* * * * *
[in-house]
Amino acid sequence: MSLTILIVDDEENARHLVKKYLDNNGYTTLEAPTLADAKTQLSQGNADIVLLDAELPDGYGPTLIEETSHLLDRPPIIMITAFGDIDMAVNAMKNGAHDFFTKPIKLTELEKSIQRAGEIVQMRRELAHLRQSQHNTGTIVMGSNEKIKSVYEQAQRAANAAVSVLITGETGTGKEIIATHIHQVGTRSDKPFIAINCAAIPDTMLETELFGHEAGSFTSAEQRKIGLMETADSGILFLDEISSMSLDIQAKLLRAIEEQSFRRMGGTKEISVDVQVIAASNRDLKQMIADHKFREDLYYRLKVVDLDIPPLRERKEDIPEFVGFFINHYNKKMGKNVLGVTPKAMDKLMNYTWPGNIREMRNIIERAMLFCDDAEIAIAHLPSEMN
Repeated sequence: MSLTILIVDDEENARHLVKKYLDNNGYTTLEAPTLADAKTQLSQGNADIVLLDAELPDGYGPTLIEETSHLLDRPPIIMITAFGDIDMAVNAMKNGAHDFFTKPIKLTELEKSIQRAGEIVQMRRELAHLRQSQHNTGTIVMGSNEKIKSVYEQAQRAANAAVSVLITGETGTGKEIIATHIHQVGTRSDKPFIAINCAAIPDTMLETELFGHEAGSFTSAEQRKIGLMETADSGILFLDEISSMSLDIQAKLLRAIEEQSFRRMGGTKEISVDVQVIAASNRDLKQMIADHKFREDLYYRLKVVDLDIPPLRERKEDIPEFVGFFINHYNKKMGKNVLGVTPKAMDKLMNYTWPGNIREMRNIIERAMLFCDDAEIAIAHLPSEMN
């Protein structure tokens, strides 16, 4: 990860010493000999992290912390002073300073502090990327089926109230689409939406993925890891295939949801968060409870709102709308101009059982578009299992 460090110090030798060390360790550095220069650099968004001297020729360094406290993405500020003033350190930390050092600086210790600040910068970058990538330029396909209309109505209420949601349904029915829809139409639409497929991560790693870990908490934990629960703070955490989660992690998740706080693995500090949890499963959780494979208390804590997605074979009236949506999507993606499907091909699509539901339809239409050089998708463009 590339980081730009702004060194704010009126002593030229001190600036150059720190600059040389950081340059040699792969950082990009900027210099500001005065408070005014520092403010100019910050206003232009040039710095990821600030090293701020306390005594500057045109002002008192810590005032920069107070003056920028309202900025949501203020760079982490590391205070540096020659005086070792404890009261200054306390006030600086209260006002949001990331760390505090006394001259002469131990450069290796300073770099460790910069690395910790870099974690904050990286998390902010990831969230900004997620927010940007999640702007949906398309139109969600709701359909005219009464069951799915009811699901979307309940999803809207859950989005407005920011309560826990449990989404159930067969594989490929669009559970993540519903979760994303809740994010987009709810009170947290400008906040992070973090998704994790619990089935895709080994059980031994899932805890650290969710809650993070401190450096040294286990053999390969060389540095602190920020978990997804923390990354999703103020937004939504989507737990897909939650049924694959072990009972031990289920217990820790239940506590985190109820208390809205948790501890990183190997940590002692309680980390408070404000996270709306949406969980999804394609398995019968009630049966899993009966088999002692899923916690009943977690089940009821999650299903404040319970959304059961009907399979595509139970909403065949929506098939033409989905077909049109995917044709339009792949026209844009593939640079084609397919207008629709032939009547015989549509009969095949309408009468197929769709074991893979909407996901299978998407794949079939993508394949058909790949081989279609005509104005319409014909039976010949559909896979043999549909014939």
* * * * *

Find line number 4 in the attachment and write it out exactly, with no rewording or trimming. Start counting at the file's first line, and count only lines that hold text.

């Protein structure tokens, strides 16, 4: 990860010493000999992290912390002073300073502090990327089926109230689409939406993925890891295939949801968060409870709102709308101009059982578009299992 460090110090030798060390360790550095220069650099968004001297020729360094406290993405500020003033350190930390050092600086210790600040910068970058990538330029396909209309109505209420949601349904029915829809139409639409497929991560790693870990908490934990629960703070955490989660992690998740706080693995500090949890499963959780494979208390804590997605074979009236949506999507993606499907091909699509539901339809239409050089998708463009 590339980081730009702004060194704010009126002593030229001190600036150059720190600059040389950081340059040699792969950082990009900027210099500001005065408070005014520092403010100019910050206003232009040039710095990821600030090293701020306390005594500057045109002002008192810590005032920069107070003056920028309202900025949501203020760079982490590391205070540096020659005086070792404890009261200054306390006030600086209260006002949001990331760390505090006394001259002469131990450069290796300073770099460790910069690395910790870099974690904050990286998390902010990831969230900004997620927010940007999640702007949906398309139109969600709701359909005219009464069951799915009811699901979307309940999803809207859950989005407005920011309560826990449990989404159930067969594989490929669009559970993540519903979760994303809740994010987009709810009170947290400008906040992070973090998704994790619990089935895709080994059980031994899932805890650290969710809650993070401190450096040294286990053999390969060389540095602190920020978990997804923390990354999703103020937004939504989507737990897909939650049924694959072990009972031990289920217990820790239940506590985190109820208390809205948790501890990183190997940590002692309680980390408070404000996270709306949406969980999804394609398995019968009630049966899993009966088999002692899923916690009943977690089940009821999650299903404040319970959304059961009907399979595509139970909403065949929506098939033409989905077909049109995917044709339009792949026209844009593939640079084609397919207008629709032939009547015989549509009969095949309408009468197929769709074991893979909407996901299978998407794949079939993508394949058909790949081989279609005509104005319409014909039976010949559909896979043999549909014939």